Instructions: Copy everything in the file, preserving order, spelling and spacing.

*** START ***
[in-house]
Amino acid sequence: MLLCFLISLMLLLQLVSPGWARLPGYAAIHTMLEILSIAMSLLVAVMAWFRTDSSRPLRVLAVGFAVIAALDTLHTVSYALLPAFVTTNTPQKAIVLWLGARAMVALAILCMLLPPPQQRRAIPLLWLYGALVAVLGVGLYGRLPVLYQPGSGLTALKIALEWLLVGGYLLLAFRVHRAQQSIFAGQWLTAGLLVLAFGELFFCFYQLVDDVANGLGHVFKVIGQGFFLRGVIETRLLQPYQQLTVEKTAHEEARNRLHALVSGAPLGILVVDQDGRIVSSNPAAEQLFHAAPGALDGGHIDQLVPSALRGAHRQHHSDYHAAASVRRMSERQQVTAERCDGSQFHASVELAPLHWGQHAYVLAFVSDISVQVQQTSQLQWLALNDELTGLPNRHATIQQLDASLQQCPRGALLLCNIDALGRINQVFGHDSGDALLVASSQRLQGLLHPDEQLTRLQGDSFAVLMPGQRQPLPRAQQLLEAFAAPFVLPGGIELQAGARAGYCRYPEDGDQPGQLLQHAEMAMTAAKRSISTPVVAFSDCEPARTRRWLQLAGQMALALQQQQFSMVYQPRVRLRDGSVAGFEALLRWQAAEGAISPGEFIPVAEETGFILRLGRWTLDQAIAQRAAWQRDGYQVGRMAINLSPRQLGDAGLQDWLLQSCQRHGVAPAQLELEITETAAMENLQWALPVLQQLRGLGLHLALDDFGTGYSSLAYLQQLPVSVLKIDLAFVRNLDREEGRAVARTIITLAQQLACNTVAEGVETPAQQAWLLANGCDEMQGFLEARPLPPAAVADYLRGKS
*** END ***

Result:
[in-house]
Amino acid sequence: MLLCFLISLMLLLQLVSPGWARLPGYAAIHTMLEILSIAMSLLVAVMAWFRTDSSRPLRVLAVGFAVIAALDTLHTVSYALLPAFVTTNTPQKAIVLWLGARAMVALAILCMLLPPPQQRRAIPLLWLYGALVAVLGVGLYGRLPVLYQPGSGLTALKIALEWLLVGGYLLLAFRVHRAQQSIFAGQWLTAGLLVLAFGELFFCFYQLVDDVANGLGHVFKVIGQGFFLRGVIETRLLQPYQQLTVEKTAHEEARNRLHALVSGAPLGILVVDQDGRIVSSNPAAEQLFHAAPGALDGGHIDQLVPSALRGAHRQHHSDYHAAASVRRMSERQQVTAERCDGSQFHASVELAPLHWGQHAYVLAFVSDISVQVQQTSQLQWLALNDELTGLPNRHATIQQLDASLQQCPRGALLLCNIDALGRINQVFGHDSGDALLVASSQRLQGLLHPDEQLTRLQGDSFAVLMPGQRQPLPRAQQLLEAFAAPFVLPGGIELQAGARAGYCRYPEDGDQPGQLLQHAEMAMTAAKRSISTPVVAFSDCEPARTRRWLQLAGQMALALQQQQFSMVYQPRVRLRDGSVAGFEALLRWQAAEGAISPGEFIPVAEETGFILRLGRWTLDQAIAQRAAWQRDGYQVGRMAINLSPRQLGDAGLQDWLLQSCQRHGVAPAQLELEITETAAMENLQWALPVLQQLRGLGLHLALDDFGTGYSSLAYLQQLPVSVLKIDLAFVRNLDREEGRAVARTIITLAQQLACNTVAEGVETPAQQAWLLANGCDEMQGFLEARPLPPAAVADYLRGKS